5 Tech Leaders Whose Careers Started Outside The Industry

5 Tech Leaders Whose Careers Started Outside The Industry
This article is sponsored by The University of Melbourne.

Technology is embedded in just about every single industry. Facilitating progression and signalling a company’s ability to flex and move with the ever-changing demands of the modern world, it’s basically a requirement for businesses to consider digital transformation and technological innovation on some level.

Because of this, it’s basically a given that us as professionals need to keep this in mind to either flourish in our current career or in order to change it completely. If you love a nosy look into other people’s career stories, you’ve landed in the right place. Here are five people who transitioned into the tech industry.

Jane Kou, Founder of Bring Me Home

Jane Kou is a Melbourne-based innovator who, in 2018, founded the food waste app Bring Me Home. Built on the fact that one in three meals in Australia is wasted, the app has the simple yet ambitious mission to stop food from ending up in landfill. It’s clever in the way that makes you wonder why it didn’t exist sooner.

Bring Me Home looks and feels like any other food delivery app, and partners with local vendors in Sydney, Melbourne and Brisbane to help them sell excess food in the afternoons and reduce the chance of leftovers being thrown out at the end of the day. Kou studied commerce, finance and marketing before completing a Masters of Commerce (Marketing) at Melbourne Business School before pivoting her business knowledge into the tech company she runs today. By upskilling with a postgraduate course designed to drive continual innovation, one can only assume she was better equipped to accelerate her new career path.

Michael Horvath, Founder Strava

For the uninitiated, Strava is one of the world’s most popular fitness apps. Specifically, it’s a running app that allows you to map and track your runs or bike rides, and it has a little social media element thrown in for bragging rights (sorry, motivation). Interestingly, the founder, Michael Horvath, didn’t strictly start out in the tech business, though he’s certainly doing well now that he’s arrived.

Before starting Strava, Horvath was a Professor in Finance and has a PhD in Economics and his resume reads like a laundry list of Ivy League colleges. Moral of the story? You can channel your skills into tech with a little bit of know-how (business and finance skills also don’t hurt either).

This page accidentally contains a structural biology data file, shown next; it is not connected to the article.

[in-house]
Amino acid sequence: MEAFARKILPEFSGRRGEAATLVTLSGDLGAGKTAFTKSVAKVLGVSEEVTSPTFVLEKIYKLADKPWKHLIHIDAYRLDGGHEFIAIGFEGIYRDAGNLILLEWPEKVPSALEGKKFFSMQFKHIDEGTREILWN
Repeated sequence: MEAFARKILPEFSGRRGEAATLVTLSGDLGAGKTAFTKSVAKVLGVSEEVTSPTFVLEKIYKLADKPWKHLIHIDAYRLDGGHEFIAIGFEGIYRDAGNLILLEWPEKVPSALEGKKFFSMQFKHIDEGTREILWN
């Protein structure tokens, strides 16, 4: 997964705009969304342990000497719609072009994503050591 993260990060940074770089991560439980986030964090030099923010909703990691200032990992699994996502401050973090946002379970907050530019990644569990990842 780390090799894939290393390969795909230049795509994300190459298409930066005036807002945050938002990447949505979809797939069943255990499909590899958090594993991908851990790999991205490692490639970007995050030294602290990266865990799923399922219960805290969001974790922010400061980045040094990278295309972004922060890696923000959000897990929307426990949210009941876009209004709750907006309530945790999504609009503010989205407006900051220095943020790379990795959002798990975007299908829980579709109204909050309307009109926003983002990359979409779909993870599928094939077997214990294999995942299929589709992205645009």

John Fazio, Founder of Nerd Street Gamers

In case you haven’t heard of John Fazio, let us do a quick introduction. After studying physics at college, Fazio quickly founded his first company, Jarvus Innovations, and after running it for close to 15 years he moved on to his newer venture, Nerd Street Gamers (NSG).

Founded in 2011, NSG started as a LAN party and tournament operator and has since evolved into a “gateway to esports”. Essentially, the company is ditching esports’ barrier to entry by building a national network of affordable gaming venues and launching competitions that are wide open to everyone. They also run camps for people who want to get into esports but your skills need a little more honing.

Melanie Perkins, Co-Founder of Canva

Melanie Perkins and the online design company Canva (which she co-founded with Cliff Obrecht and Cameron Adams) is a unicorn. Following a $15 billion (US) valuation in April 2021, it has officially become one of the fastest-growing software companies in the world. Interestingly, she didn’t start out with a clear path to entrepreneurship and tech — at least, according to her university major, a double bachelor of arts and commerce. Then, seven years after graduating, she launched Canva and it’s safe to say she now has an extremely firm foothold in the tech industry. A lesson to us all that the first degree we study at uni doesn’t have to define our entire careers, there are ways to pivot along the way and upskill through online courses to take you in the direction you want to be now.

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B Honey

To state the obvious, B Honey isn’t a single person like the others on this list. A collaboration between some of the most innovative tech minds and the Australian dairy company Bega, the unexpected pivot that this iconic Australian brand has taken into saving the honey bees is commendable and downright interesting.

As we reported back in April 2020, Bega has launched Purple Hive Project, an initiative that’s utilising 360-degree cameras and AI to protect Aussie bees from the destructive Varroa mite. The tiny little killer can decimate an entire hive within one to three years, but Purple Hive Project’s solar-powered hives can detect if a bee enters the hive carrying a mite. This will then send an alert to the beekeepers who can then lock down that specific hive.

If all this has inspired you to make a change and transition into the tech industry or you’ve been inspired to kick start your own business idea, we suggest you check out The University of Melbourne’s online microcert, Design for Emerging Technologies where you’ll learn to design new interactive products for the latest trends of technological opportunities and how to push ideas into adventurous spaces enabled by emerging technologies.

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